Richie Porte (BMC Racing) salvaged his 2017 Paris-Nice in the best possible way on Saturday, winning the race’s big climbing stage. Sergio Henao (Team Sky) moved into the overall race lead after a strong performance.
After the frustration of the previous week, where he had lost over 15 minutes overall, double Paris-Nice winner Porte attacked solo in the final four kilometres of the stage to Col de la Couillole to net the victory.
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In the fight for overall honours, Henao and Alberto Contador (Trek-Segafredo) battled it out, with Contador finishing second on the stage but not gaining enough time on Henao to prevent him from wearing the yellow jersey.
Having led the race from the opening stage, Julian Alaphilippe (Quick-Step Floors) cracked on the climb with 10km to go, losing two minutes and 40 seconds to stage winner Porte.
Dan Martin (Quick-Step Floors) moved into the team leadership role as Alaphilippe faded, and put in a good performance to finish third and move up to second overall at 30 seconds. Contador is third overall at 31 seconds.
The day’s stage featured four classified climbs, including the final ascent. Several riders put themselves into the day’s early break with King of the Mountains points in mind.
The break of Axel Domont (Ag2r), Lilian Calmejane (Direct Energie), Jan Polanc (UAE Team Emirates), Omar Fraile (Dimension Data), Delio Fernandez (Delko-Marseille) and Pierre-Luc Périchon (Fortuneo-Vital Concept) formed right from the start. KOM holder at the beginning of the stage, Domont, and challenger Calmejane fought for the day’s mountain spoils, with the latter coming out on top.
Calmejane was the last remainder of the day’s escape as he scooped up the maximum points on the Col Saint-Martin before getting caught before the final climb of the day.
A group of contenders quickly assembled on Col de la Couillole, with Jarlinson Pantano setting a fierce pace to aid Trek-Segafredo leader Contador. Alaphilippe got in trouble 10km from the finish and was dropped, but bravely battled on, eventually finishing 14th.
Porte was the most aggressive, attacking several times before Contador and Henao appeared to let him go, more concerned with the overall victory than the stage win. It was Contador who looked the stronger, forging ahead of Henao in the closing kilometre.
“It was a really tough climb,” said Porte after his win. “It’s really a great victory for me after my misfortune earlier this week. I tried to show that I had character. My teammates really did a great job today. I love Paris-Nice, it’s important for me to win here.”
The previous day’s stage winner Simon Yates (Orica-Scott) lost some ground, finishing 21st and losing 4-20 to Porte by the finish. The British rider now sits in 10th spot overall.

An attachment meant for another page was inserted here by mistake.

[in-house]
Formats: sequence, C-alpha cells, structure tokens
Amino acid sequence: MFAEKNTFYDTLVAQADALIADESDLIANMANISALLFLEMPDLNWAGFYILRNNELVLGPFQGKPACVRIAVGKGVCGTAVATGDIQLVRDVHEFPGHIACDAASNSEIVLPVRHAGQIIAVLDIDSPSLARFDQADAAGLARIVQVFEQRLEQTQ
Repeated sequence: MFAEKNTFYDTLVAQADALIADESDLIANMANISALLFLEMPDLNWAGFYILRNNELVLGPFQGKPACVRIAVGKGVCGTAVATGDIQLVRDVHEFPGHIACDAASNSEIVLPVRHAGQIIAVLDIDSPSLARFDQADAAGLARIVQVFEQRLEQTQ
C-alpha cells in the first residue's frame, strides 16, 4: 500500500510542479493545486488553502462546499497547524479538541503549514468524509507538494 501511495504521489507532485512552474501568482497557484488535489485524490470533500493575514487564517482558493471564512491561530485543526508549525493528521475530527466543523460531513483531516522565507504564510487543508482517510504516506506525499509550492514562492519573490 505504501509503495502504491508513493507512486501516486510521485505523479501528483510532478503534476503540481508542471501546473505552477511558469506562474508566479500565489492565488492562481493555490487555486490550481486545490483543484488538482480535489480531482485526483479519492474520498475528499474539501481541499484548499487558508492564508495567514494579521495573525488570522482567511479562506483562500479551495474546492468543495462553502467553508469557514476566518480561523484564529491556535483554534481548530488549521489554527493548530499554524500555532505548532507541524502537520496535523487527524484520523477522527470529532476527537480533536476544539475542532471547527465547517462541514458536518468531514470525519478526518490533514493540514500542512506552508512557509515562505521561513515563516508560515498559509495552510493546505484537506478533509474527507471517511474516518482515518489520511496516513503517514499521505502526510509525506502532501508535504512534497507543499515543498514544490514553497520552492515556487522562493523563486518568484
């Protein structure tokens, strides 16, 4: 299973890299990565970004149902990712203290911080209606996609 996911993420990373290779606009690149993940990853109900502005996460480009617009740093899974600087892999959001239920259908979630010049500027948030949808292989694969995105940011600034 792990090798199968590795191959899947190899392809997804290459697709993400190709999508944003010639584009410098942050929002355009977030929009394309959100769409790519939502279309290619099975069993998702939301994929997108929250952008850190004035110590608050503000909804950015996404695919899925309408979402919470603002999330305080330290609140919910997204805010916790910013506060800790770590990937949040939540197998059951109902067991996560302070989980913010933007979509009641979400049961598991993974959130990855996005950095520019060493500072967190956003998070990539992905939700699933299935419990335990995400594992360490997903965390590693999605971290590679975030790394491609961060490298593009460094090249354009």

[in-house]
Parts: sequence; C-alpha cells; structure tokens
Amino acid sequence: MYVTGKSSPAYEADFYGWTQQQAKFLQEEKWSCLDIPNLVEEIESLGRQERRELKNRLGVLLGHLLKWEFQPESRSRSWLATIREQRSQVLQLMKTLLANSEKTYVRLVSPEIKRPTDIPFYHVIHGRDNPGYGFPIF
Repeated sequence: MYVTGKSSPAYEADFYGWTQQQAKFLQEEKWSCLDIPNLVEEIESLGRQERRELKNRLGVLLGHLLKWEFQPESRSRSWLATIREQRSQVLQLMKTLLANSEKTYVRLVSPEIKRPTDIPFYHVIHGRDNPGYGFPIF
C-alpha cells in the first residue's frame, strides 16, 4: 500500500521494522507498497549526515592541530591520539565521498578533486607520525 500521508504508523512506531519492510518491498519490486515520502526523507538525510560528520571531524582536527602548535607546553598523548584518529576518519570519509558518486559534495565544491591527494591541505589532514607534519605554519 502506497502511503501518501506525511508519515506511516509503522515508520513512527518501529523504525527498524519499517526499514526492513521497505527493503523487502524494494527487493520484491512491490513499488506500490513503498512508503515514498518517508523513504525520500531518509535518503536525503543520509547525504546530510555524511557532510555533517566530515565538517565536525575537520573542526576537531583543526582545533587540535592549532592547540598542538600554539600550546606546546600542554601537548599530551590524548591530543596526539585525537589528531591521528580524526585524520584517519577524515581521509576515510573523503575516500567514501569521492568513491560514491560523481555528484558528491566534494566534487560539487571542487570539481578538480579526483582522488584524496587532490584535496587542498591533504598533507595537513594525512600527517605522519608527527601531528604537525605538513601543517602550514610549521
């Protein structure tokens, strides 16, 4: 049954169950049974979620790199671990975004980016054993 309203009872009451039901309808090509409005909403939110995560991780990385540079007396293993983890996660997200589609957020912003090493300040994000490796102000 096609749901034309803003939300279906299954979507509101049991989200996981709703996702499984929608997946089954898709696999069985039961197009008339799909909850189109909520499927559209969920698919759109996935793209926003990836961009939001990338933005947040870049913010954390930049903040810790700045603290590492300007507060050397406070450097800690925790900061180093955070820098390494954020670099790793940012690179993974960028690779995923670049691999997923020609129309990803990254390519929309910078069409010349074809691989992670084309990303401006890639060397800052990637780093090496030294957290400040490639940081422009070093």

There were several notable abandons before and during the stage, including green jersey Arnaud Démare (FDJ), Bryan Coquard (Direct Energie), Steven Kruijswijk (LottoNL-Jumbo), Dan McLay (Fortuneo-Vital Concept) and Joe Dombrowski (Cannondale-Drapac).
The 2017 edition of Paris-Nice concludes on Sunday, with the final stage running to and from Nice in a loop and including five categorised climbs. There is still opportunity for those with aspirations of a high placing overall to make their mark on the race – particularly with the podium positions only 31 seconds apart.
Paris-Nice 2017, stage seven: Nice to Col de la Couillole, 177km
1. Richie Porte (Aus) BMC Racing, in 5-01-35
2. Alberto Contador (Esp) Trek-Segafredo, at 21 secs
3. Daniel Martin (Irl) Quick-Step Floors, at 32 secs
4. Sergio Henao (Col) Team Sky, at same time
5. Jon Izagirre (Esp) Bahrain-Merida, at 55 secs
6. Jakob Fuglsang (Den) Astana, at 1-07
7. Pierre-Roger Latour (Fra) Ag2r La Mondiale, at 1-11
8. Ilnur Zakarin (Rus) Katusha-Alpecin, at 1-21
9. Marc Soler (Esp) Movistar, at 1-21
10. Gorka Izagirre (Esp) Movistar, at same time
14. Julian Alaphilippe (Fra) Quick-Step Floors, at 2-40
21. Simon Yates (GBr) Orica-Scott, at 4-20
General classification after stage seven
1. Sergio Henao (Col) Team Sky, in 27-01-15
2. Daniel Martin (Irl) Quick-Step Floors, at 30 secs
3. Alberto Contador (Esp) Trek-Segafredo, at 31 secs
4. Gorka Izagirre (Esp) Movistar, at 1-00
5. Julian Alaphilippe (Fra) Quick-Step Floors, at 1-22
6. Ilnur Zakarin (Rus) Katusha-Alpecin, at 1-34
7. Jon Izagirre (Esp) Bahrain-Merida, at 1-41
8. Tony Gallopin (Fra) Lotto-Soudal, at 3-22
9. Warren Barguil (Fra) Team Sunweb, at 4-07
10. Simon Yates (GBr) Orica-Scott, at 4-39